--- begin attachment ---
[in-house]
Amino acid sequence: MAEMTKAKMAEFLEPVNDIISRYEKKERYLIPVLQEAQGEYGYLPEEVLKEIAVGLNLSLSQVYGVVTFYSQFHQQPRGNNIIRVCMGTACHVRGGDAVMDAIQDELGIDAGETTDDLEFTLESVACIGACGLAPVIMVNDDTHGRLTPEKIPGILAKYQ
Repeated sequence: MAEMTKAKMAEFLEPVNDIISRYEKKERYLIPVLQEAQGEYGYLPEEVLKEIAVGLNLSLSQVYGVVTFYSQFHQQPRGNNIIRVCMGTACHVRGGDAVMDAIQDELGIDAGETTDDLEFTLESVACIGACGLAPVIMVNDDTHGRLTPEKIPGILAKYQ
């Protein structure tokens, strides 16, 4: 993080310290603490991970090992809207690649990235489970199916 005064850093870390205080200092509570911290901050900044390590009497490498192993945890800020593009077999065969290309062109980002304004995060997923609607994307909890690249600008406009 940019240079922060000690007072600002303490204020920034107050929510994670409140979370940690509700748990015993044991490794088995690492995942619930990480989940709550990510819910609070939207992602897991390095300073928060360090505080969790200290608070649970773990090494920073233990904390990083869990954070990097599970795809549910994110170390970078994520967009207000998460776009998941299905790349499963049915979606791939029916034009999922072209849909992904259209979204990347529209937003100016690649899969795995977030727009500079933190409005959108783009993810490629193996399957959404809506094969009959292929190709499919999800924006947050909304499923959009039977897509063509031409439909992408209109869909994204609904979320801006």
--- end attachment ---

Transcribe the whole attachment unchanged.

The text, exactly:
[in-house]
Amino acid sequence: MAEMTKAKMAEFLEPVNDIISRYEKKERYLIPVLQEAQGEYGYLPEEVLKEIAVGLNLSLSQVYGVVTFYSQFHQQPRGNNIIRVCMGTACHVRGGDAVMDAIQDELGIDAGETTDDLEFTLESVACIGACGLAPVIMVNDDTHGRLTPEKIPGILAKYQ
Repeated sequence: MAEMTKAKMAEFLEPVNDIISRYEKKERYLIPVLQEAQGEYGYLPEEVLKEIAVGLNLSLSQVYGVVTFYSQFHQQPRGNNIIRVCMGTACHVRGGDAVMDAIQDELGIDAGETTDDLEFTLESVACIGACGLAPVIMVNDDTHGRLTPEKIPGILAKYQ
């Protein structure tokens, strides 16, 4: 993080310290603490991970090992809207690649990235489970199916 005064850093870390205080200092509570911290901050900044390590009497490498192993945890800020593009077999065969290309062109980002304004995060997923609607994307909890690249600008406009 940019240079922060000690007072600002303490204020920034107050929510994670409140979370940690509700748990015993044991490794088995690492995942619930990480989940709550990510819910609070939207992602897991390095300073928060360090505080969790200290608070649970773990090494920073233990904390990083869990954070990097599970795809549910994110170390970078994520967009207000998460776009998941299905790349499963049915979606791939029916034009999922072209849909992904259209979204990347529209937003100016690649899969795995977030727009500079933190409005959108783009993810490629193996399957959404809506094969009959292929190709499919999800924006947050909304499923959009039977897509063509031409439909992408209109869909994204609904979320801006």